“As vehicles fail their MOT for not having a DPF, motorists are going to be contacting their local independent to have one fitted, so it will pass the test. Most independents will be able to fit a new DPF, but they will not be able to re-install the original manufacturers’ software, so the car will probably have to go back to a main dealer at greater expense.

“How this is all going to be policed, I have no idea, as I think the internal removal will still go on and be difficult to detect.

What needs to be done, in my opinion, is for it to be made illegal for the removal and remapping of diesel vehicles. That way these sort of issues may be alleviated.”


In addition to the clearly expensive option of replacing the DPF component outright (sometimes at a substantial cost to the customer), what other options does the garage have when it comes to resolving DPF issues?


Because a new filter can cost thousands, companies that offer a manual cleaning solution can be an attractive option for some garages. Liqui Moly is a good example of this, offering an auxiliary service that allows technicians an economical alternative to replacing clogged DPFs without having to remove the filter.

Instead, the pressure or temperature sensor in the exhaust system is removed and a probe is then inserted through the opening before a cleaning fluid is sprayed directly into the filter. The ingredients dissolve the encrusted soot and this process is then followed by the spraying of a special purging agent. The fluid then distributes the dissolved soot in the filter to facilitate burning it out later.


Many modern diagnostic scan tools will now feature functionality that allows the technician to perform a ‘forced’ regeneration on the vehicle. Basically, this simulates the conditions under which a diesel vehicle needs to be driven in order to clean the DPF during every day driving, and has proved a particularly useful way of overcoming issues.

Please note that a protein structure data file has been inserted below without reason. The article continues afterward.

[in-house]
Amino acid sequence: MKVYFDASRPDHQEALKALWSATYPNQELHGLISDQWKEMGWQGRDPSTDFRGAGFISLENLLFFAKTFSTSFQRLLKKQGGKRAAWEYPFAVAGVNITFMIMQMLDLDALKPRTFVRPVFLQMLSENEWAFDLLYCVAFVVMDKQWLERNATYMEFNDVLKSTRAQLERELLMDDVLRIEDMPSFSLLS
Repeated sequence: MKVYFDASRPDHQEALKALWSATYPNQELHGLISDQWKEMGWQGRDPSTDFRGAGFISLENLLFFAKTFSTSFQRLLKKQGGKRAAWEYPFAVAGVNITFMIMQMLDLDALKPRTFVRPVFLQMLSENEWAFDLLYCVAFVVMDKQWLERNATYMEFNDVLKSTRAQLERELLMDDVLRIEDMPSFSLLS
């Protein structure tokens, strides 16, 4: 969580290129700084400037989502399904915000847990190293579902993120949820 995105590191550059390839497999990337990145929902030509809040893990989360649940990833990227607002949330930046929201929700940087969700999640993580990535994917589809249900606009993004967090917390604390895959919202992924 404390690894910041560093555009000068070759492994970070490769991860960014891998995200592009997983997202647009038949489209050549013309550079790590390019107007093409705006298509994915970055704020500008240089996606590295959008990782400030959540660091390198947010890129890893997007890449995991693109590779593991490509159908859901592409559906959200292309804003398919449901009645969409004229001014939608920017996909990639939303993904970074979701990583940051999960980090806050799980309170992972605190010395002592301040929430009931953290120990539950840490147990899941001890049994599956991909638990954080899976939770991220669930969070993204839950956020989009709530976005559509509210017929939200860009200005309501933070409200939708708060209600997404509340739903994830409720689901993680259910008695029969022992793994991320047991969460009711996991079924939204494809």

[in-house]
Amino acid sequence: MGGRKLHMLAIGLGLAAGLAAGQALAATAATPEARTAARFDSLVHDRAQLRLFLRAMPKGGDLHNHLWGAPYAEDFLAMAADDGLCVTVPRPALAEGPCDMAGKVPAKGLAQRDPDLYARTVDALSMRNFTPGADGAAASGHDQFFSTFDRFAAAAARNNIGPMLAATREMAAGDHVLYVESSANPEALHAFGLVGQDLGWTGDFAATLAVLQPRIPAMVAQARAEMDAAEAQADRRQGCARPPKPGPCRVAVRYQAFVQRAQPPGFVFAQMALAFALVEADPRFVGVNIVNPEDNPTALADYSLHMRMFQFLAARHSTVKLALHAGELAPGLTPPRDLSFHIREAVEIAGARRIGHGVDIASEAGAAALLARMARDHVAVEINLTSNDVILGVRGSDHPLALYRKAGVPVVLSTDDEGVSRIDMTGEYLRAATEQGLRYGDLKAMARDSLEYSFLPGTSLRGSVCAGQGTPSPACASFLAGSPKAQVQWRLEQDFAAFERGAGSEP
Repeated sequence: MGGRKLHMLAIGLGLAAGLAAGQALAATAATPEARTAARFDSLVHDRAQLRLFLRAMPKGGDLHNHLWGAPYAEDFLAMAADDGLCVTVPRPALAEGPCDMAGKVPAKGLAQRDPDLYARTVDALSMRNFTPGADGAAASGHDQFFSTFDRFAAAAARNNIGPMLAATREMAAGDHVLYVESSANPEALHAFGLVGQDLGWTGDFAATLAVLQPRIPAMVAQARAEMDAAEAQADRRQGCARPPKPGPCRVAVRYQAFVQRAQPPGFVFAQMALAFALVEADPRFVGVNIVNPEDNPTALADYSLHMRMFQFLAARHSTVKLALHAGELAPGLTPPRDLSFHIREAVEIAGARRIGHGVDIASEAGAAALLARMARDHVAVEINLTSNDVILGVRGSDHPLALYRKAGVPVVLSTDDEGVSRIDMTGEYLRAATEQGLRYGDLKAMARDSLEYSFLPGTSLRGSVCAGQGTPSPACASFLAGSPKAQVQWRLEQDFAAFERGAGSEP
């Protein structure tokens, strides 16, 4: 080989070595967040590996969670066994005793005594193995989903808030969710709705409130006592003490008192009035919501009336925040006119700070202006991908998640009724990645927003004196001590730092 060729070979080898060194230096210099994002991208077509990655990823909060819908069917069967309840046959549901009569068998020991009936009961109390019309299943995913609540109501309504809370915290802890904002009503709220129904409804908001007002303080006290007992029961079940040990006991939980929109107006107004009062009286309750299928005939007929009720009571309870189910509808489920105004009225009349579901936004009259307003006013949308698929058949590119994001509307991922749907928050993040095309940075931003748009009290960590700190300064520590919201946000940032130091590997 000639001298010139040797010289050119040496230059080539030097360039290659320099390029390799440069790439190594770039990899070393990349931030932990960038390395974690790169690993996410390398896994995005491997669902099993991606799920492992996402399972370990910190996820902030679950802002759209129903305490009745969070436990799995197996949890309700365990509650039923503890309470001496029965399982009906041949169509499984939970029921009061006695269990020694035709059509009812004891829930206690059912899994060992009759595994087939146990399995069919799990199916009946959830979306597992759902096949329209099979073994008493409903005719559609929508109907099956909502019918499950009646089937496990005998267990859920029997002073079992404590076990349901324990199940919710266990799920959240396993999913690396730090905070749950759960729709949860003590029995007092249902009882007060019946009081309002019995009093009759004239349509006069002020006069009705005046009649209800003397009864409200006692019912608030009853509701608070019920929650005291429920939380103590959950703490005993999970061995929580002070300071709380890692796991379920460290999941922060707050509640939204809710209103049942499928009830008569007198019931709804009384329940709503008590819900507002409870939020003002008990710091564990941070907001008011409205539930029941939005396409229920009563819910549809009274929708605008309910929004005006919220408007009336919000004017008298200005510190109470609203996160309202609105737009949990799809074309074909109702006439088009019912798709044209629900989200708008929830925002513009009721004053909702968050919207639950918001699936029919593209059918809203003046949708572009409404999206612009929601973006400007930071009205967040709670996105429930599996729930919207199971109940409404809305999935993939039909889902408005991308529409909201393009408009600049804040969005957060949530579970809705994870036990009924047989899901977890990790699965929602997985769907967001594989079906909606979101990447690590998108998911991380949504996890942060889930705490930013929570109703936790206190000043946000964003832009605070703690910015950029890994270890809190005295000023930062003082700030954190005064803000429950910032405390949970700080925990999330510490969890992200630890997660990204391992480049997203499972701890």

European Exhausts & Catalysts (EEC) has even produced a standalone diagnostic tool (the DPF Reset tool), specifically designed to regenerate filters, read DPF-related fault codes and reset any warning lights. Because the tool only features DPF diagnostic capability, it can prove a more cost-effective alternative to the outright purchase of a new ‘all singing-all dancing’ scan tool.



If you’re having trouble with overcoming DPF issues in-house then there are outside services available that could help.

DPF Clean Team, based in Leicestershire, is one such alternative. Offering a full component clean using specially developed ultrasonic deep clean technology, the company can check whether the process has worked effectively by testing the airflow to the filter before and after cleaning.